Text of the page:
# Convert $1 + e^{2i}$ to $e^i \cos(1)$

Reading a long solution I saw this a step that converts $1 + e^{2i}$ to $e^i \cos(1)$. How is this done?

How do I generalize this?

• Can I know why was the upvote given?? Oct 5, 2014 at 13:36
• @user291957 nothing since I don't know how to even begin trying things on this type of problem. How would you suggest a trial and error method would be done in this case? Oct 5, 2014 at 13:41

There's a factor of $2$ missing.

Generally,

$$1 + e^{2i\varphi} = e^{i\varphi}(e^{-i\varphi} + e^{i\varphi}) = e^{i\varphi}\cdot 2\cos \varphi$$

since

$$\cos \varphi = \frac{e^{i\varphi} + e^{-i\varphi}}{2}.$$

• So I was trying this with $1-e^{-2i}$ to see if I got it right. I get: $-(1+e^{-2i}) = -e^{-i} (e^{-i} + e^i) = -e^{-i} \cos (1)$. However this is false according to wolfram alpha. Where am I wrong? wolframalpha.com/input/… Oct 5, 2014 at 14:01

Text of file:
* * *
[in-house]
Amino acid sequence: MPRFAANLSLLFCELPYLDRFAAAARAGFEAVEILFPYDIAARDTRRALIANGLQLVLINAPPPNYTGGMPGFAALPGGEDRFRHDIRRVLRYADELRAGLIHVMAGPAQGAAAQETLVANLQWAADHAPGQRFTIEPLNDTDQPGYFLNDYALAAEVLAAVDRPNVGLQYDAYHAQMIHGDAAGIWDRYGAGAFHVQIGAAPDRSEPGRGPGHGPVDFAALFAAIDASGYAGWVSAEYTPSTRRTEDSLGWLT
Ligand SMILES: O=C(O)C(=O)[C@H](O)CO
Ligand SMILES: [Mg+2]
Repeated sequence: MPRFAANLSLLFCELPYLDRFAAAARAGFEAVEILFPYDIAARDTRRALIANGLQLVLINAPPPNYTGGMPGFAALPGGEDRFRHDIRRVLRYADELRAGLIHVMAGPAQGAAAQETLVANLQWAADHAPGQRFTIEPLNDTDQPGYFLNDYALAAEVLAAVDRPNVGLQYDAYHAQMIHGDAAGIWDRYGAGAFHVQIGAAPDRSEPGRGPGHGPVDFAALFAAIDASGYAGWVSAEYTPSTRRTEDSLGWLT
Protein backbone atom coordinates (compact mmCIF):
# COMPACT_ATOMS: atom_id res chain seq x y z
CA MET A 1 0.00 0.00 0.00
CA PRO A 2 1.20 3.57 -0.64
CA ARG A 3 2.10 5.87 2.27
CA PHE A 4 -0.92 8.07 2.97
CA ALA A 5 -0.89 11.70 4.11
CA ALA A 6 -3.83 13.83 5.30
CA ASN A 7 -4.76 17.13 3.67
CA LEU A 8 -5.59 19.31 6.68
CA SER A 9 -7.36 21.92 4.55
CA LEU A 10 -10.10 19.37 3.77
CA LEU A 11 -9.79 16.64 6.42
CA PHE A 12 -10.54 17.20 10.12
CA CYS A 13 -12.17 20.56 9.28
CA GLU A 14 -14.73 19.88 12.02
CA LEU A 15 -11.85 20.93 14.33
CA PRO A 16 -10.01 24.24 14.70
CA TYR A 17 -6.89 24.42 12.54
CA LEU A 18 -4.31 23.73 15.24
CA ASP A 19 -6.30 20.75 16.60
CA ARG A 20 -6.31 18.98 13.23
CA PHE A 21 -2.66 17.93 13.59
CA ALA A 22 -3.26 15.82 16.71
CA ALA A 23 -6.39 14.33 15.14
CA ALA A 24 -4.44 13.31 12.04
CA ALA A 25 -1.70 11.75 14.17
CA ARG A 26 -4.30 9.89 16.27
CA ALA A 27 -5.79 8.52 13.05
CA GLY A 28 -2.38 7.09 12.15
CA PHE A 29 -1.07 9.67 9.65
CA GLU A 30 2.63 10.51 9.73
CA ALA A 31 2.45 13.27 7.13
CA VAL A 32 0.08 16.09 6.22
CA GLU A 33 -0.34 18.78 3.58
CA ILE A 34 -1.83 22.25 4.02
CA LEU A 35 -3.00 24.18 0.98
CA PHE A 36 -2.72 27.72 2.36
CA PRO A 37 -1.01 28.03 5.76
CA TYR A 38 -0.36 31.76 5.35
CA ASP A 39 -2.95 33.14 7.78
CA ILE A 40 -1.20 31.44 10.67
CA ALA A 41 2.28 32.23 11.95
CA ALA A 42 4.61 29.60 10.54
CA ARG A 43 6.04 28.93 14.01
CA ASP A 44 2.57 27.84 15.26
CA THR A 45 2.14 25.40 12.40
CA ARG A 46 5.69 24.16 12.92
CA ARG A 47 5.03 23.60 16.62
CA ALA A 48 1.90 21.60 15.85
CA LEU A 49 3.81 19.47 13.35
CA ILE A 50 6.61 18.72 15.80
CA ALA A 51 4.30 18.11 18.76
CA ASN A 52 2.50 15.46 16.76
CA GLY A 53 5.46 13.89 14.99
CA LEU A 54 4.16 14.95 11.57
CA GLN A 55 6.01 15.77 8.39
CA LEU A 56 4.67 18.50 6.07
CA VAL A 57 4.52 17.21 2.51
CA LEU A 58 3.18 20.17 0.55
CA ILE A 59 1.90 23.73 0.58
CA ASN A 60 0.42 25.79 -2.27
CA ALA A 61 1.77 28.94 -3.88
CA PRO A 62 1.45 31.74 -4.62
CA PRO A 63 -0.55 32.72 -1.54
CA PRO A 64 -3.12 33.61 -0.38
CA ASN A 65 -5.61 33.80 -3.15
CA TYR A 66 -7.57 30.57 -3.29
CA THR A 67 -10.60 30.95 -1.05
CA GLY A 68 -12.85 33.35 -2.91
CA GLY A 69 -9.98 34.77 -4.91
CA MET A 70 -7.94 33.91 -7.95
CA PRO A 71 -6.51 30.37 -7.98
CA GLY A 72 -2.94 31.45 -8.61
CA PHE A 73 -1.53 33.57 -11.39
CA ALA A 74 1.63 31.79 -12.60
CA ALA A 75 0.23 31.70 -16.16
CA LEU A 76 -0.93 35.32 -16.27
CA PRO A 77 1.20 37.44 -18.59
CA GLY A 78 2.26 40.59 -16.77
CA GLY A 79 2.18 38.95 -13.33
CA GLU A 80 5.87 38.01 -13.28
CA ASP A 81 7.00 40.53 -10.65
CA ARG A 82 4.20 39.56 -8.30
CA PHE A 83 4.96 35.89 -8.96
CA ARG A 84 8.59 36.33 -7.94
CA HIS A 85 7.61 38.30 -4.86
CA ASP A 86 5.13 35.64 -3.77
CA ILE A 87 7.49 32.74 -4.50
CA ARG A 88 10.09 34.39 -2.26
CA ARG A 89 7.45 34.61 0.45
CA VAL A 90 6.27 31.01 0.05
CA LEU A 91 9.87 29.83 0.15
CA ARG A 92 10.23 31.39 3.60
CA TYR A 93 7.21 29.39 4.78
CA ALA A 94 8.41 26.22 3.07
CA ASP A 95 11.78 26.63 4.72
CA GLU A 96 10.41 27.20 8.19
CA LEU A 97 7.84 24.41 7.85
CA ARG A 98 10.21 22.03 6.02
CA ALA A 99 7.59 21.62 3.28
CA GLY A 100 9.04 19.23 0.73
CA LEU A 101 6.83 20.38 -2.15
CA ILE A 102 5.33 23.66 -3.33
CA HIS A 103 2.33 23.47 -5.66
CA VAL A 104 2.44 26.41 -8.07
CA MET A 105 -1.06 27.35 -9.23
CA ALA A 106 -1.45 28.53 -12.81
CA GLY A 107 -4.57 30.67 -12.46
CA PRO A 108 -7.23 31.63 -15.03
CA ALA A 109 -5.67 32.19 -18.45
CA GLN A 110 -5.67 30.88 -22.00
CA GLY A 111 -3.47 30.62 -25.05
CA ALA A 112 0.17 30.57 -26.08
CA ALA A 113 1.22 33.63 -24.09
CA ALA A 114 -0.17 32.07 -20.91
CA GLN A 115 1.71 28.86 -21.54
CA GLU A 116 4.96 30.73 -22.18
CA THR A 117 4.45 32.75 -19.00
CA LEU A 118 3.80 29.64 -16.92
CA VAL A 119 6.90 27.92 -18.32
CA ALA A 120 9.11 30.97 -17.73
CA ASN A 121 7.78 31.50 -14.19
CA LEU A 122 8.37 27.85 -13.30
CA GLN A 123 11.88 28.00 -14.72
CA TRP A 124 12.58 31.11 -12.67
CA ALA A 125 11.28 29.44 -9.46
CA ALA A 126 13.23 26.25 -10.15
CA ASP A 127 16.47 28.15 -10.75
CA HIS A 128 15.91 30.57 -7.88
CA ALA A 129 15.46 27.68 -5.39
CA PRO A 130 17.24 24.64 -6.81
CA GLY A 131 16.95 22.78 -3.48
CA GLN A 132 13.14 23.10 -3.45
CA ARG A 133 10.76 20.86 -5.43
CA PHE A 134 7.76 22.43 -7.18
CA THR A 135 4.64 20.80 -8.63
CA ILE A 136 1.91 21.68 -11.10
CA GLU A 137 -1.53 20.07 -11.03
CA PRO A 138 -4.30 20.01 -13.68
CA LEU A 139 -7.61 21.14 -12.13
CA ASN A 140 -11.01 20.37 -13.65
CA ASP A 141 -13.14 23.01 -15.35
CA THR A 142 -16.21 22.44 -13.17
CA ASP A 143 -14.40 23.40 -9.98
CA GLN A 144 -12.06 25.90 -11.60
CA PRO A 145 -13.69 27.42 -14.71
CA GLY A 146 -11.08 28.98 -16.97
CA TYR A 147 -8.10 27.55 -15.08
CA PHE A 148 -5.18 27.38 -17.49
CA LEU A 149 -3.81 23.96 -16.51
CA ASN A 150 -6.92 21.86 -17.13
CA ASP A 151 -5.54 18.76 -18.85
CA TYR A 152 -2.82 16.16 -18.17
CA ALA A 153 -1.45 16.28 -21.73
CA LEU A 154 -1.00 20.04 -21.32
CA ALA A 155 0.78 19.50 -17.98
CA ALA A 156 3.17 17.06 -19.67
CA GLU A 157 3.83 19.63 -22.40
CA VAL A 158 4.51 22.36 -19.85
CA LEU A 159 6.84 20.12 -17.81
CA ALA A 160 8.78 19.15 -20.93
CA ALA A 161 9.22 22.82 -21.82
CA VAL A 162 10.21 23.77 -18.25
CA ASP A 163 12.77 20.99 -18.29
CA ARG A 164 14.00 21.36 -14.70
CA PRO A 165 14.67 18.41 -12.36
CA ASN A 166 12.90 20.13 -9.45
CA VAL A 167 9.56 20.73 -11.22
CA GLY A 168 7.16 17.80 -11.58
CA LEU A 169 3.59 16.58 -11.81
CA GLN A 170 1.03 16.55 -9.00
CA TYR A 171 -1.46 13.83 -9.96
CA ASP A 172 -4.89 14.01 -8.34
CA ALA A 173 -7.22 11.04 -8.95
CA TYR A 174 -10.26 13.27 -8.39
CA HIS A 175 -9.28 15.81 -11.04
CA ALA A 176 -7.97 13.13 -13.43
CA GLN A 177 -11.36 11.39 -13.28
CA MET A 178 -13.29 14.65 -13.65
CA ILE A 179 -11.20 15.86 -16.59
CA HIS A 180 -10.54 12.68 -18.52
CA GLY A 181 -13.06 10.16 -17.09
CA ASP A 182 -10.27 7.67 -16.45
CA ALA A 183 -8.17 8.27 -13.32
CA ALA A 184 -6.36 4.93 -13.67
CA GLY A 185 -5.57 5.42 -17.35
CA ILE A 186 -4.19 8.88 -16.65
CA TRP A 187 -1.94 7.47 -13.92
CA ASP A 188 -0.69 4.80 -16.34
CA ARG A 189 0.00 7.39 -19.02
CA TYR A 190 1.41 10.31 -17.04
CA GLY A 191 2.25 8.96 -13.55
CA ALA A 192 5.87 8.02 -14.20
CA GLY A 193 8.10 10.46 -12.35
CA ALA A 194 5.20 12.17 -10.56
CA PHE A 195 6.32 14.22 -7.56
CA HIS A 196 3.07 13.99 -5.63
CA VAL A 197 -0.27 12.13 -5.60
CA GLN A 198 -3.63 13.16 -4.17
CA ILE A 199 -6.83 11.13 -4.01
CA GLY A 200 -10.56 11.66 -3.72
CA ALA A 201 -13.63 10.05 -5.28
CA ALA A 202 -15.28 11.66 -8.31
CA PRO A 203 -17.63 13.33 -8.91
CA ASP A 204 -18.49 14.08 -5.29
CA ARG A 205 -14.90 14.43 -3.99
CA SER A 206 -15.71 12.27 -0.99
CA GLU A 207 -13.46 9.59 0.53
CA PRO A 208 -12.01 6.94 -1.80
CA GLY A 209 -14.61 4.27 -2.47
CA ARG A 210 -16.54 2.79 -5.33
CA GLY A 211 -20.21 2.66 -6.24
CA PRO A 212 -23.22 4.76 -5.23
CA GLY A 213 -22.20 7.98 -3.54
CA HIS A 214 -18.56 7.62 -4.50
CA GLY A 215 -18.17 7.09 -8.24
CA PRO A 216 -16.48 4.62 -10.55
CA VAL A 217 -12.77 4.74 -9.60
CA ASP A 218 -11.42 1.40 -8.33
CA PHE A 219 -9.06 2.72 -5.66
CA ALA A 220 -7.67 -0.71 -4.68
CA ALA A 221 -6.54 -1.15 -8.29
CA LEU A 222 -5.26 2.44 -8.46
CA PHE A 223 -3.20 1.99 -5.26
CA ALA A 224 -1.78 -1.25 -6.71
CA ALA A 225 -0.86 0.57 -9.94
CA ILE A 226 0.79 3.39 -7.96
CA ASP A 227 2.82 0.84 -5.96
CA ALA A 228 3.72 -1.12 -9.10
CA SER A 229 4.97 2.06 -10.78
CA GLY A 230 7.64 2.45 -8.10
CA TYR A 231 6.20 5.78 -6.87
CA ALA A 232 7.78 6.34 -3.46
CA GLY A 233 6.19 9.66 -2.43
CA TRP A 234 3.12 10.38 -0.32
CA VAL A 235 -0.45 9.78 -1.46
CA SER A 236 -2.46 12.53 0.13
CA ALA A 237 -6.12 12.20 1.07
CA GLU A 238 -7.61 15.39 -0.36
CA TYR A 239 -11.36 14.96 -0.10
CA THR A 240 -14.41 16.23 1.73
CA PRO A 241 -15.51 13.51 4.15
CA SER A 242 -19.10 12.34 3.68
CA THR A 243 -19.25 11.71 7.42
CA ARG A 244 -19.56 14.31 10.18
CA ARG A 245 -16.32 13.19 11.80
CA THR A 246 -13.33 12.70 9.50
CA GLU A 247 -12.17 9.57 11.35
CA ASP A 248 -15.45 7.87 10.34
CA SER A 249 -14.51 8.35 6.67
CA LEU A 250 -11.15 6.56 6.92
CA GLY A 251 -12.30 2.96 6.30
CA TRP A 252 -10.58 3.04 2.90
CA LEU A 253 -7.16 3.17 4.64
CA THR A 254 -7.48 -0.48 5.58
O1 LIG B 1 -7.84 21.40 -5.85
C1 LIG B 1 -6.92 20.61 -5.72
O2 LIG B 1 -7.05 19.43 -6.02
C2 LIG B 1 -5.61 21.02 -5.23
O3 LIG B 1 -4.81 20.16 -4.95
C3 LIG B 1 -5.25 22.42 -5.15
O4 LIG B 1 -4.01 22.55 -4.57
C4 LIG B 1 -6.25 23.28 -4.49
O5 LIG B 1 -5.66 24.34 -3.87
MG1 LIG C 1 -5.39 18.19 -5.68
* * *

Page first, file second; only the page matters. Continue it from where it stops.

• $1 - e^{-2i} = (e^i - e^{-i})e^{-i} = 2ie^{-i}\sin 1$. Your first step was incorrect, $-(1+e^{-2i}) = -1 - e^{-2i}$. From then on, it's right, apart from the missing factor $2$. Oct 5, 2014 at 14:05
• Thanks, but now I'm confused. If you look at method 2 in the accepted answer here math.stackexchange.com/questions/956968/… the result is $e^{-i} \cos (1)$. Oct 5, 2014 at 14:08
• On the one hand, the factors $2$ cancel since one gets one in the numerator and one in the denominator. On the other, the answer contains a mistake. It's $\ln (1+e^{2i}) - \ln (1+e^{-2i})$, not $\ln (1+e^{2i}) - \ln (1-e^{-2i})$. Oct 5, 2014 at 14:12

Using Euler's formula we get:

$$1 + e^{2i} = 1 + e^{i} \cdot e^{i} = 1 + e^i \cdot i \sin(1) + e^i \cdot \cos(1)$$

With this approach you can see, that the difference between the two expression given above is $$1 + e^i \cdot i \sin(1)$$.

\begin{align}1+e^{2i}&=e^i(e^{-i}+e^i)\\&=e^i((\cos1-i\sin1)+(\cos1+i\sin1))&\\&=2e^i\cos1\end{align}